High-fat diet impairs satiation signaling in obese-prone

February 27, 2013
High-fat diet impairs satiation signaling in obese-prone
Feeding obese-prone rats a high-fat diet leads to impaired satiation signaling through glucagon-like peptide-1, a gastrointestinal hormone that suppresses food intake and helps regulate energy balance, according to a study published online Feb. 19 in Diabetes.

(HealthDay)—Feeding obese-prone rats a high-fat diet leads to impaired satiation signaling through glucagon-like peptide-1 (GLP-1), a gastrointestinal hormone that suppresses food intake and helps regulate energy balance, according to a study published online Feb. 19 in Diabetes.

Frank A. Duca, Ph.D., from the Institut National de la Recherche Agronomique in Jouy-en-Josas, France, and colleagues compared in obese-prone and obese-resistant rats fed either normally or a high-energy/high-fat diet, after treatment with the GLP-1 receptor (GLP-1R) agonist exendin-4 or vehicle.

The researchers found that, while exendin-4 suppressed food intake in both types of rats when fed a normal diet, exendin-4 suppressed food intake significantly less in obese-prone rats than obese-resistant rats when fed a high-energy/high-fat diet. Obese-prone rats on a high-energy/high-fat diet had lower GLP-1R expression in the vagal nodose ganglia, less GLP-1 in serum and the , and fewer L-cells in the distal ileum.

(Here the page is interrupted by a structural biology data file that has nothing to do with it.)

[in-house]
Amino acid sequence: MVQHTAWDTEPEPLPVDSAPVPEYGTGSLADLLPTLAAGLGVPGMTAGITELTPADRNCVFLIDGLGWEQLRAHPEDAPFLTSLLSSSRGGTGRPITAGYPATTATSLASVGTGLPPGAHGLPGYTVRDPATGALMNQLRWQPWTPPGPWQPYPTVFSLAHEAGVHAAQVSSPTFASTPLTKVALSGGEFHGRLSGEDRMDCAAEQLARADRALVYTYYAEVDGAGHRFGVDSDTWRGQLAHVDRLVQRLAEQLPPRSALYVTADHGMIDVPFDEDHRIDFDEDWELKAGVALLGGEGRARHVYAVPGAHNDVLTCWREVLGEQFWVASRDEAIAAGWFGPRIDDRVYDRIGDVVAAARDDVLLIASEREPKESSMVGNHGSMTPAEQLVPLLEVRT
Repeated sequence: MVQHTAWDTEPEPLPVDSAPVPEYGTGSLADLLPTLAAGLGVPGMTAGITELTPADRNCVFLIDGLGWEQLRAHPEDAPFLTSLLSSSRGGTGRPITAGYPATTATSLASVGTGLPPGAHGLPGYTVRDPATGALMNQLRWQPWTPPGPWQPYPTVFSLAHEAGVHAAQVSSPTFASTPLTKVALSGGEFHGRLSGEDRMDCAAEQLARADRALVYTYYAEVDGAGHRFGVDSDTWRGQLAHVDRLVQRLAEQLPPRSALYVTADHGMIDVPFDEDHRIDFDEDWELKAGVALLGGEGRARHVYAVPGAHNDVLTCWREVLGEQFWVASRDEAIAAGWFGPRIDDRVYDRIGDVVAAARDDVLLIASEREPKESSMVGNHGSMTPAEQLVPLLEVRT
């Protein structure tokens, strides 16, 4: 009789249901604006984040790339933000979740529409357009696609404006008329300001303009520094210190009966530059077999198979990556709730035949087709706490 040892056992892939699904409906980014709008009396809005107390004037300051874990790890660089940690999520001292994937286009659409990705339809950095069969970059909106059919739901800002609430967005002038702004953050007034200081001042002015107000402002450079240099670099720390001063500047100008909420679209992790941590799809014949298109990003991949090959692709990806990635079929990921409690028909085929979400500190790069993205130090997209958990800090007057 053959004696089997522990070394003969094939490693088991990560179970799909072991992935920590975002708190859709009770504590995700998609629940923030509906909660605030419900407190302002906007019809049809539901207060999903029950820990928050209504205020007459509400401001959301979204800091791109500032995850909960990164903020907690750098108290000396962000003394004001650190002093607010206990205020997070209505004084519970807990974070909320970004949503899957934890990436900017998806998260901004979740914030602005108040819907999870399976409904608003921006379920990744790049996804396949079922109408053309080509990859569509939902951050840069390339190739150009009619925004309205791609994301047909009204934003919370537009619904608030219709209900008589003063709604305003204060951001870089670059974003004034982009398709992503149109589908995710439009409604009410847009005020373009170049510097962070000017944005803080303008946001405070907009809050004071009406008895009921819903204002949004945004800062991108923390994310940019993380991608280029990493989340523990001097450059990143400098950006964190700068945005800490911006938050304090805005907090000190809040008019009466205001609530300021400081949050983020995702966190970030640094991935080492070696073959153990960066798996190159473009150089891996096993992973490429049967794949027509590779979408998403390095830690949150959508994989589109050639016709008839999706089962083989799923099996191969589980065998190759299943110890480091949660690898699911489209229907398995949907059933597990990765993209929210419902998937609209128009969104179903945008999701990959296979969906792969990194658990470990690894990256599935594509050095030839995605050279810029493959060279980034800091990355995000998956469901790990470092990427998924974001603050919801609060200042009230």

"These results demonstrate that high-energy/high-fat-feeding coupled with obese-prone phenotype results in reduced endogenous GLP-1 and GLP-1R activation, indicating that impaired GLP-1 signaling during obesity may exacerbate hyperphagia and weight gain," Duca and colleagues conclude.

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